Today, even people without eating disorders have lost touch with their appetite. Regaining the ability to connect to your appetite and internalize your eating behaviors is crucial for long-term recovery from bulimia.
We eat because food is readily available wherever we go – not just because we are hungry. We see advertisements for food while driving, watching TV, and attending events. Dr. Gene-Jack Wang, a physician at Brookhaven Lab and the Mount Sinai School of Medicine, shows, in his research, that seeing pictures of food releases dopamine neurotransmission, which primes the brain to seek reward, and prompts those with disordered eating to eat.1
What is the number one cause of disconnection from your appetite?
Consider this: If you are hungry and you do not eat; if you eat foods that you do not like; if you binge because you have been depriving yourself; if you eat measured proportions; or if your meals are planned around the clock, then you are relying on external controls to gauge your appetite, and you will eventually lose the ability to notice your own body’s appetite cues.
I wrote the book, Diets Don’t Work, because most people with bulimia will tell you the disorder started with a diet. If people could learn a way to achieve their ideal weight without dieting, they may be spared from going down this path. Earlier in my career, I worked predominately with people who were struggling with emotional overeating and yo-yo dieting. I saw the emotional anguish, decreased self-esteem, and obsessive thinking that was similar to eating disorders because I, myself, had suffered from an eating disorder years earlier. The key attributes of both types of patients are persistent thoughts of food, weight, diet, body image, or feeling out of control, and using food to suppress emotions.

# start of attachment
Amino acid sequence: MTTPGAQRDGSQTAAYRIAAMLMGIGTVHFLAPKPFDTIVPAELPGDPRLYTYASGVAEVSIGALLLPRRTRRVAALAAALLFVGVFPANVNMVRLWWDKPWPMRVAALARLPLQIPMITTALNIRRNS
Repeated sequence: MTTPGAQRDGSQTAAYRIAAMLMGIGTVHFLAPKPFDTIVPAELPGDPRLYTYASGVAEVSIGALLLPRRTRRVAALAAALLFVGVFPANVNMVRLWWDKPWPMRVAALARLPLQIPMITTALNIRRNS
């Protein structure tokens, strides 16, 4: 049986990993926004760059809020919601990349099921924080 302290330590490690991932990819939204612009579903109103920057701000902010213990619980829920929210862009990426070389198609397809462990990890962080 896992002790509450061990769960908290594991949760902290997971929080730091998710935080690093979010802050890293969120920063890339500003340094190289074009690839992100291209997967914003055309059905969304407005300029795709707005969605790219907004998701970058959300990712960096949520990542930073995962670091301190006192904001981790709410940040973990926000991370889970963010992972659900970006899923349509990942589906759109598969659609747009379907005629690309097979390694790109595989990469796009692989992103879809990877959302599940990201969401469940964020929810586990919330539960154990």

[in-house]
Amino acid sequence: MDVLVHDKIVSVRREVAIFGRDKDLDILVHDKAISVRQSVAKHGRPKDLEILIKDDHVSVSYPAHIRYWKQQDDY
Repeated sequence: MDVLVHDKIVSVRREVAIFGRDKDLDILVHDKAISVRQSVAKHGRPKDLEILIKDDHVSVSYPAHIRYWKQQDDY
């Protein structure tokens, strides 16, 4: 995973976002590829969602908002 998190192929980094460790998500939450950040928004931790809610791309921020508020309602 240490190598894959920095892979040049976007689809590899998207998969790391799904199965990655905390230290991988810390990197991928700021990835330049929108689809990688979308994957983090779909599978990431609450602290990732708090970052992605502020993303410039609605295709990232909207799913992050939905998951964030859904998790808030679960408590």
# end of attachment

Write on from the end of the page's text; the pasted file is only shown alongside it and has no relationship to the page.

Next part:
In 1950, the United States military conducted an experiment called the Keys Semi-Starvation Study.2 The study involved the most healthy, physically fit, and emotionally stable volunteers. Their food intake was reduced to one-third of what is normal. Their eating habits and emotions were observed, before and after the experiment. This study revealed that they began suffering from obsessions with food, binging, purging, anxiety, depression, and erratic emotions. Observation continued for months following the study, and the participants were still exhibiting these behaviors. One year later, they had not returned to their normal eating habits.
Dieting, which is one of the most common forms of disordered eating,3 can develop into an eating disorder. Some dieters will struggle with yo-yo dieting for the rest of their lives. Some may progress to obesity, and experience all of the associated medical and emotional complications, as well as physical and social limitations. Countless eating disorders began with a diet!
Bulimia is especially misunderstood by most. The article, A Day in the Life of a Bulimic 4, reveals the true devastation caused by bulimia. Bulimia is often accompanied by periods of fasting and binging. After a binge, the sufferer has an uncontrollable compulsion to get rid of the food. Purging is achieved by vomiting, excessive exercise, and/or using laxatives or diuretics.
When you are suffering with bulimia, regaining your ability to detect hunger is very hard. As with most eating disorders, the process usually begins with a meal plan that is designed to familiarize your body, mind, and emotions with normal eating behaviors. Ideally over time, the plan can be phased out as you become more mindful of your appetite.
This is where real recovery begins.
You can now eat when you are physically hungry, make healthy choices, and stop eating when you are full. You gain the ability to distinguish between physical hunger and other types of hunger.